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Paulanne Simmons

The Irish Rep Presents “Father Knows Best” – Take Two

WHEN I WAS GOD -- Gary Gregg as Father and Michael Mellamphy as Dinny Keegan. Photo by Carol Rosegg.

“After Luke” and “When I Was God”
Directed by Tim Ruddy
Irish Repertory Theatre
132 West 22nd Street between 6th and 7th
Opened Aug. 6, 2009
Wed. thru Sat. 8 p.m., Wed., Sat. & Sun. matinees 3 p.m.
Tickets: $65, $55 (212) 727-2737
Closing Sept. 20, 2009
Reviewed by Paulanne Simmons Aug. 13, 2009

Irish Rep’s double-header, “After Luke” and “When I Was God,” can be seen as a searing indictment of fatherhood or a semi-sweet, semi-ironic remembrance of the pitfalls in the father/son relationship. Both plays were penned by Irish playwright Conal Creedon and both take place in present-day Cork. Both are ably directed by Irish Rep veteran Tim Ruddy (“Philadelphia, Here I Come,” “The Field,” “Defender of the Faith,” “Prisoner of the Crown”).

“After Luke,” which is inspired by the story of the Prodigal Son found in the Gospels, presents a fractious triangle formed by Dadda (Colin Lane), Son (Gary Gregg) and Maneen (Michael Mellamphy).

Anyone who has a sibling will surely recognize the complaints of older brother, called Son. Even as an adult, he believes he was always expected to behave with more maturity and blamed for all the mishaps he and his brother got into – from cowboy and Indian games to a near drowning.

Maneen, on the other hand, also believes he’s gotten the short end of the stick. He’s convinced his father always took his brother’s part and now that he’s left home, he’s jealous of Son and Dadda’s close relationship.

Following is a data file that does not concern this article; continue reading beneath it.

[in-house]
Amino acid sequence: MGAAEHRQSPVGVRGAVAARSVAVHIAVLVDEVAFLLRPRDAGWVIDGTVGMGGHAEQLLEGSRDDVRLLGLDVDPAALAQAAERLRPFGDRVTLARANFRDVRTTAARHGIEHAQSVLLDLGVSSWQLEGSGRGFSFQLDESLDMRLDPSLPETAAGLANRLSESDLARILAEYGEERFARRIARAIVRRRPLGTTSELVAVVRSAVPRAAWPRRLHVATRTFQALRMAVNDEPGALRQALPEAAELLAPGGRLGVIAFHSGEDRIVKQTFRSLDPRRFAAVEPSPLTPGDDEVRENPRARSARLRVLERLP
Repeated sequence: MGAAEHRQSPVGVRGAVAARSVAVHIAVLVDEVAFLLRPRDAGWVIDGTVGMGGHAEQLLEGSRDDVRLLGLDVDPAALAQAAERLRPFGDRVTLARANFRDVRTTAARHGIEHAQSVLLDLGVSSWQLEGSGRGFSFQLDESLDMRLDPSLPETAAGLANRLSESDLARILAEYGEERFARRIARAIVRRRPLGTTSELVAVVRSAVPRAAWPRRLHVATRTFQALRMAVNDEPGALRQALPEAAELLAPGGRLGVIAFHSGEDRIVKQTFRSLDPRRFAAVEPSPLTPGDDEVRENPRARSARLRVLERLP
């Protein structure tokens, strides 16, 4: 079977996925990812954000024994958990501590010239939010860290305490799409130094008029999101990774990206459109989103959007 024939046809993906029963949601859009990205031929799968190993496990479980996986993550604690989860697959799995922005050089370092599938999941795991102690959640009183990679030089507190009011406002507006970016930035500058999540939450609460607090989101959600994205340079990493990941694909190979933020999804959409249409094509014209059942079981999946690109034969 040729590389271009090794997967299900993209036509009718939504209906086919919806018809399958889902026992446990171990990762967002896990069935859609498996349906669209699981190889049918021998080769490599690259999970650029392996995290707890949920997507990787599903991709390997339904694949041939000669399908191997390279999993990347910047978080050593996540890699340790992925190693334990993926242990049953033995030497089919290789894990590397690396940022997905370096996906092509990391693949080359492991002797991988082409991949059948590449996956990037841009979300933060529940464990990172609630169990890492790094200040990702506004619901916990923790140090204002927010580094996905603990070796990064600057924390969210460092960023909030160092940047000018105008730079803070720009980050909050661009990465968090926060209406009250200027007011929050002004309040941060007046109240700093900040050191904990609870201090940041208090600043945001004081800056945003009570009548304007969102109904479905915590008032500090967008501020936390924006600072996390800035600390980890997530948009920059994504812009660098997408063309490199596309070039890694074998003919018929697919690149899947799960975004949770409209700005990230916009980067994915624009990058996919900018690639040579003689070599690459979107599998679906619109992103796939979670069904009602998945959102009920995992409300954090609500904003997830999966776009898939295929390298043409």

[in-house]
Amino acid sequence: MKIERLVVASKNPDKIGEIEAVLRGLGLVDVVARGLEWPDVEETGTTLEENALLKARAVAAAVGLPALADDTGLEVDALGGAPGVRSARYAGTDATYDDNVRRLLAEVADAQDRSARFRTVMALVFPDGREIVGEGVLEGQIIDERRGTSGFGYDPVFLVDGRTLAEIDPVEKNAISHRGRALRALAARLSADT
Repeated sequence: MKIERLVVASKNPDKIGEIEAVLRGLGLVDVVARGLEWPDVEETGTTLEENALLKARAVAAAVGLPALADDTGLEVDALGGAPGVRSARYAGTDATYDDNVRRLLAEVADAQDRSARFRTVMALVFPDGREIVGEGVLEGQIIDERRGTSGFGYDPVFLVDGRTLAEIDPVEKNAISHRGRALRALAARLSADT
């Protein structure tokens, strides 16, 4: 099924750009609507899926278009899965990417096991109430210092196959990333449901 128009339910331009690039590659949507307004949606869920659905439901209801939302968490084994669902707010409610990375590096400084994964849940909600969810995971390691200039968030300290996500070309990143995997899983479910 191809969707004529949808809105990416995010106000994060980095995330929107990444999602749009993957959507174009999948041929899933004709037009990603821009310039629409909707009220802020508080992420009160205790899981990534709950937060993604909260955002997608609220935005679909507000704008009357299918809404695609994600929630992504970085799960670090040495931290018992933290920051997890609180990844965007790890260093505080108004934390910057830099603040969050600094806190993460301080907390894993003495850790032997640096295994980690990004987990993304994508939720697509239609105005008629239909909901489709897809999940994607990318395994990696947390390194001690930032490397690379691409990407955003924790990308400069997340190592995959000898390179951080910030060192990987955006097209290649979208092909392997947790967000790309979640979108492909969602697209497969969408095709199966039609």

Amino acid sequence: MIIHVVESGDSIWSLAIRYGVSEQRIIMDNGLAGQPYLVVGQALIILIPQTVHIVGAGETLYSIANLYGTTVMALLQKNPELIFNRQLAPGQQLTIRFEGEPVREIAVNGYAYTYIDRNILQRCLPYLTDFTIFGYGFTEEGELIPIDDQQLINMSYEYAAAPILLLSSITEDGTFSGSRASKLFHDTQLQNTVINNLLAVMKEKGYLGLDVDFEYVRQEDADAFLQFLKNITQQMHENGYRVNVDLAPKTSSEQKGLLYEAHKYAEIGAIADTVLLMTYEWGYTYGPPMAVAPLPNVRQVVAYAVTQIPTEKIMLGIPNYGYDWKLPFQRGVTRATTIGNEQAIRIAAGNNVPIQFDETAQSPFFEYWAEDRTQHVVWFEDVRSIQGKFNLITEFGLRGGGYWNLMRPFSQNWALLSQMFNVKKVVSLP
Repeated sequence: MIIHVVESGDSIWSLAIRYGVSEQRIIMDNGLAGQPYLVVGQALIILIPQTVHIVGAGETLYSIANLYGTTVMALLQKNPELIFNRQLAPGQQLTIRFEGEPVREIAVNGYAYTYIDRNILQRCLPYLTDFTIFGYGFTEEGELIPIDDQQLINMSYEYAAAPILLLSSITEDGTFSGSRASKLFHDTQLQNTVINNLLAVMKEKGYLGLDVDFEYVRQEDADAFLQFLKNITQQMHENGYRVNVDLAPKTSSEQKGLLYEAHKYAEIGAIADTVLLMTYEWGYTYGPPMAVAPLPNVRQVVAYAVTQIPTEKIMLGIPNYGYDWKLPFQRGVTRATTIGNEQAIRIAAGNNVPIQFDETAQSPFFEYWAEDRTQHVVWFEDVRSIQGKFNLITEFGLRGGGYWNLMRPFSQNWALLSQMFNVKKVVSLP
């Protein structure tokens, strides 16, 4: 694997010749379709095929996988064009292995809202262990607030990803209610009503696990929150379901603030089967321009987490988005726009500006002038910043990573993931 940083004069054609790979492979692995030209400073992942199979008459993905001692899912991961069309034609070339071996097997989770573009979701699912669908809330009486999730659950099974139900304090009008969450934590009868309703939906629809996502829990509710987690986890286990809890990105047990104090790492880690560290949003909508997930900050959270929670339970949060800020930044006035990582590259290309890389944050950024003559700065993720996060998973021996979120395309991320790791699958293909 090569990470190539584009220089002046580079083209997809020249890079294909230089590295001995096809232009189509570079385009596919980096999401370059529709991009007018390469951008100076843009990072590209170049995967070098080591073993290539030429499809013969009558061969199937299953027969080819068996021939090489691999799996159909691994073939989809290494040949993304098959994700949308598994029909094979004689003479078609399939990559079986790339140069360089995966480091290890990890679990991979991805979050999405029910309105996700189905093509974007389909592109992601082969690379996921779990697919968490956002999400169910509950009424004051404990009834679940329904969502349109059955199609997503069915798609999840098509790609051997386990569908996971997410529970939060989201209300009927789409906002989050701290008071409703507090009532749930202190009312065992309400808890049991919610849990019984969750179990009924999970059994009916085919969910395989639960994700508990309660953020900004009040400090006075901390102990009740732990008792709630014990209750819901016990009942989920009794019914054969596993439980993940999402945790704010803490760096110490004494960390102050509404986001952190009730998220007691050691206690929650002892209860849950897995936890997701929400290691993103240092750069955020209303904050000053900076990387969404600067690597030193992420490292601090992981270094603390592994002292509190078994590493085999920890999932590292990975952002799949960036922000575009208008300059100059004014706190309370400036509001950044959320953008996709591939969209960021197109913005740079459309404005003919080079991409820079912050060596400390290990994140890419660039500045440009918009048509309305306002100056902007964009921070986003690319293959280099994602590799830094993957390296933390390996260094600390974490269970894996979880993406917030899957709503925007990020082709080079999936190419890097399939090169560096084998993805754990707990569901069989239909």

For his part, Dadda admits that it is Maneen who lights up his life and not Son, who has “the brains of a mechanic and the hands of a surgeon.” He bemoans the fact that his sons, are like chalk and cheese (it’s not too clear which son is which) and get along like cats in a barrel. Although the play is brilliantly written, Creedon does occasionally get caught in the Irish penchant for metaphor.

The situation is complicated by the past. Dadda is not Son’s biological father, and in times of stress Maneen is not above taunting his half-brother with his half-breed status. Their mother died under difficult circumstances.

When Maneen comes back home the family is torn apart by the future. Maneen, like some opportunistic offspring in a Chekov play, has discovered the value of his father’s land and is determined to sell the whole place.

Ruddy is clearly comfortable with Creedon’s intensely cerebral script. With the aid of Lex Liang’s impressionistic set and Brian Nason’s lighting, Ruddy makes it clear that most of the action in “After Luke” take place in the characters’ minds. Just to make sure no one could mistake any of the action for naturalistic, Mrs. Foley, a local shop owner, is played to great comic effect by Mellamphy.

“After Luke” builds so steadily and precipitously, many will be expecting a more dramatic ending. But for this reviewer, the play, like life, ends on a very appropriate question mark.

“When I Was God” treats the father/son relationship with a lighter, more humorous touch. Young Dinny (Mellamphy) wants to play soccer. His mother (the very talented Mellamphy, once again in multiple roles) wants him to get a good education and play soccer. But his father (Gregg), having been thwarted by injury in his own career, is determined that his son become a hurler. FYI: Hurling is Ireland’s national passion.

That’s pretty much the story. It would have made a fine ten-minute play. And even an Irishman like Creedon, who has clearly kissed the Blarney Stone, can’t make much more of it.

With that said, the two works still have much to commend them (certainly the ensemble acting is superb). What’s more, you don’t have to be Irish to enjoy “After Luke” and “When I Was God.” You merely have to have had a father or know someone who has had a father to appreciate the funny and poignant interactions onstage at the Irish Rep.


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